First tweet

So, we’re up and running on twitter, and – as my first tweet announces – my 15 minutes of green today was a stroll through Abingdon Abbey Gardens.

First, through the formal garden area of flower beds and herbaceous borders (polyanthus and pansies being the current planting scheme), then into a parkland area bordered by mature trees, including a magnificent European copper beech (Fagus sylvatica), resplendent in its autumn glory and a giant redwood that more than lived up to its name.

I carried on along the leaf-littered path, past the ornamental lake, where water voles are reputed to thrive. There were no water voles today (I’ll be sure to let you know if I ever see one!), but a rustling in the leaves above me revealed a grey squirrel (Sciurus carolinensis) tucking into something tasty. I finally came to the Mill Stream that borders Abbey Meadows, where mallards, moorhens and mute swans were making the most of a half-term bread-feeding frenzy. By 4.30pm I was losing the light, signalling that it was time to return to my desk – refreshed, of course, by my 15+ minutes of green.


Copper beech


Abingdon Abbey Gardens


Grey squirrel


Cygnet on the Mill Stream, Abingdon

Back on a bike

I can’t remember the last time I rode my mountain bike off road, so my husband was both surprised and delighted when, last weekend, in the spirit of setting up this website, I agreed to a 19-km (12-mile) ‘get-back-in-the-saddle’ pedal through Hampshire countryside.

Starting from New Alresford (one end of the Watercress steam railway line – the other end being in Alton), he assured me it was a grade 2 (easy/moderate) ride that would ease me back into mountain biking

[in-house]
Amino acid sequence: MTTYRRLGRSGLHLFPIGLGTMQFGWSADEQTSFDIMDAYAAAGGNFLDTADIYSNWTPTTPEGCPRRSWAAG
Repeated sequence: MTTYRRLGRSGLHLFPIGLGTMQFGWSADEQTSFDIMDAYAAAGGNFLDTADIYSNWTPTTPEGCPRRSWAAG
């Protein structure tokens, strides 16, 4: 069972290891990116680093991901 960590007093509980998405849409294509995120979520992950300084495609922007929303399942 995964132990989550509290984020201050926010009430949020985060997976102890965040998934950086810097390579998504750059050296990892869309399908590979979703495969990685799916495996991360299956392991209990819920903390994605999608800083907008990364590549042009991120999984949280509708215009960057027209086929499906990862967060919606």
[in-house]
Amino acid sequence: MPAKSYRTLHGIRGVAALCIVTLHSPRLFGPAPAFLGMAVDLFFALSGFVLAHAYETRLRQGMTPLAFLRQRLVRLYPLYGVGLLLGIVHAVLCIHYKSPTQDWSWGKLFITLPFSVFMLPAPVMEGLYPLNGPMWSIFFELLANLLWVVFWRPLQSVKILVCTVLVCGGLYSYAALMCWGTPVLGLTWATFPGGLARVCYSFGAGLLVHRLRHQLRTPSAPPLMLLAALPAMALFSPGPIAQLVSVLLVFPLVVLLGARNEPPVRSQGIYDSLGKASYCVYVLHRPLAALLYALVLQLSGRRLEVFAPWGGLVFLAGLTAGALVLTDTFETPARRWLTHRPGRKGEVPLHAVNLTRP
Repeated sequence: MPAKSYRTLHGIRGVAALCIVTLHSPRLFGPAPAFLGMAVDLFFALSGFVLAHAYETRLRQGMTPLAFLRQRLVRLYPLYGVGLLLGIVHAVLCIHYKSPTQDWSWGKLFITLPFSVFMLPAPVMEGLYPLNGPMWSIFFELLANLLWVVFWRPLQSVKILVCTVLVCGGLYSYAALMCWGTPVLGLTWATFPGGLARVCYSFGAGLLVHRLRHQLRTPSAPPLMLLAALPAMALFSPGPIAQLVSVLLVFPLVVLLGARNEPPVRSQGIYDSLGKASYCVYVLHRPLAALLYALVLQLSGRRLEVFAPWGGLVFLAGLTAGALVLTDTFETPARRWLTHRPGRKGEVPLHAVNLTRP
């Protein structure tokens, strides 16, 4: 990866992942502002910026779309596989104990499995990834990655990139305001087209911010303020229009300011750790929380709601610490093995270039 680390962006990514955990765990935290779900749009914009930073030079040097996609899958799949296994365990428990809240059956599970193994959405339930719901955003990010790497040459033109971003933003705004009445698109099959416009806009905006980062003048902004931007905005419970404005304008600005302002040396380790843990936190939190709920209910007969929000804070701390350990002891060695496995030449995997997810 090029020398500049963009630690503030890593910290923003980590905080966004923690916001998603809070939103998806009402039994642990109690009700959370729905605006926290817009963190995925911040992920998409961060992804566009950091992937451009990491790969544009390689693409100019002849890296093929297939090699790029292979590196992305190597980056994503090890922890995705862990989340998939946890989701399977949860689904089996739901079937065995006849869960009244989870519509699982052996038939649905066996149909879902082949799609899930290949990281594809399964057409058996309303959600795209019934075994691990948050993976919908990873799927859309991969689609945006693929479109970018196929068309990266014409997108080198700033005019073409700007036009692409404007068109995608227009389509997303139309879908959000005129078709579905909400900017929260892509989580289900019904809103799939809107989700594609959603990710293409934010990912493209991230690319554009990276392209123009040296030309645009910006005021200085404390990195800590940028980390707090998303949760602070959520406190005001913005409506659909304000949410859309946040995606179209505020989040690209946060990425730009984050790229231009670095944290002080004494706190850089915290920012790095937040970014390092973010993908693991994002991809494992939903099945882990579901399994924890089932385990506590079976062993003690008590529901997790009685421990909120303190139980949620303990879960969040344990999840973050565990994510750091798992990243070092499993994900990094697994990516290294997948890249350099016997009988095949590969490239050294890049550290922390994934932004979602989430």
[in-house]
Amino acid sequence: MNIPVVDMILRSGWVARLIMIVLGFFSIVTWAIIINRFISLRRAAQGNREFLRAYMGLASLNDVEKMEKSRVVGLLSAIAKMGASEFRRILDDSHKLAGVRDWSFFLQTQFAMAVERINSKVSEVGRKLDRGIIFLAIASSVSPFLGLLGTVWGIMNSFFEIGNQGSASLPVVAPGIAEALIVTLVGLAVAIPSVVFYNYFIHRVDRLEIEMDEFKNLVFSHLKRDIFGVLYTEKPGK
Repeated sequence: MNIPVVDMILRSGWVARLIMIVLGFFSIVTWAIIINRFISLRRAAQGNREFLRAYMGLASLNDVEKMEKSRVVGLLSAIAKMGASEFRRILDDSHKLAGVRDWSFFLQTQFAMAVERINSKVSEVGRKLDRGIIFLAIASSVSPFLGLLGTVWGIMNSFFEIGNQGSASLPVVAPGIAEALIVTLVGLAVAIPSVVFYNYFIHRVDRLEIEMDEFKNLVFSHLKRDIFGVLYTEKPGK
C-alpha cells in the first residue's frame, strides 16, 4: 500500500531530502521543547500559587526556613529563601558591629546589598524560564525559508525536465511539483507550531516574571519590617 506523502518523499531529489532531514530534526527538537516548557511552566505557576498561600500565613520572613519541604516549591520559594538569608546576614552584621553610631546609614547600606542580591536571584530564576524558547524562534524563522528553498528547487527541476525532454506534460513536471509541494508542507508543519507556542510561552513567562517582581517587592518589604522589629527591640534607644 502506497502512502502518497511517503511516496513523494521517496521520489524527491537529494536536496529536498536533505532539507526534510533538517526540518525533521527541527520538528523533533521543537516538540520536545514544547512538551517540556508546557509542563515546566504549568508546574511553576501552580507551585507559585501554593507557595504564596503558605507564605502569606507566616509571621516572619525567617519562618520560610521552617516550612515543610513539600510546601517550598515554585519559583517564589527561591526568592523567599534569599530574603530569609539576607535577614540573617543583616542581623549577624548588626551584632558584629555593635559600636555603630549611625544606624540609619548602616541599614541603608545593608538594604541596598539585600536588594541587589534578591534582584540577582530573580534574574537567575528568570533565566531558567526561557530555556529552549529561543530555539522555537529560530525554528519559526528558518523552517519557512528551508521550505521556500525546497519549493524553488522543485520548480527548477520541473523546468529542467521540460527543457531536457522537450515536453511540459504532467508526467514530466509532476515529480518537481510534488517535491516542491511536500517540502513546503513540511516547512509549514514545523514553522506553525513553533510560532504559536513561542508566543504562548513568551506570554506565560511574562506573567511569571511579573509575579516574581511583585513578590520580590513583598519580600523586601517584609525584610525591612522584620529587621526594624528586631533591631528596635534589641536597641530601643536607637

Described in Nick Cotton’s Hampshire & The Isle of Wight Cycle Tours book as “an easy exploration of the wide tracks that criss-cross this part of Hampshire,” what he didn’t share was the caveat that followed: “… after a few days of heavy rain, it will take you twice as long, with big puddles, lots of mud and potentially slippery smooth chalk.” Hey, guess what? We’d just had “a few days of heavy rain”!

Fortunately – for my husband – we completed the ride without major incident. Yes, there was mud (but where’s the fun in mountain biking without a little mud?), and yes, there were several deceptive puddles that turned out to be a lot deeper than they looked(!) And, yes, I did fall off into a clump of nettles after unsuccessfully navigating my way around one particular gate post – painful in shorts! But, oh what a wonderful way to explore this charming downland landscape.


A berry happy biker

For 3 hours we cycled along a gently undulating route (so for every uphill grind there was a downhill whizz) of shady bridleways overhung with berry-laden trees and quiet green lanes scattered with crunchy beech mast. We stopped frequently for me to catch up, check the map and enjoy the views. Breaks in the hedgerows revealed sweeping vistas of arable farmland, interrupted by compact islands of uncut corn. Every so often we plunged in and out of small pockets of broadleaf woodland where beech and oak trees were still just about holding onto their summer greenery.

I highly recommend this 15+ minutes of green. Full details of the route can be found in the Cycle Tours book (link above). So, if you’ve got a mountain bike, and you’re in the area, give it a go. Hampshire County Council also produce leaflets that outline a number of off-road routes here.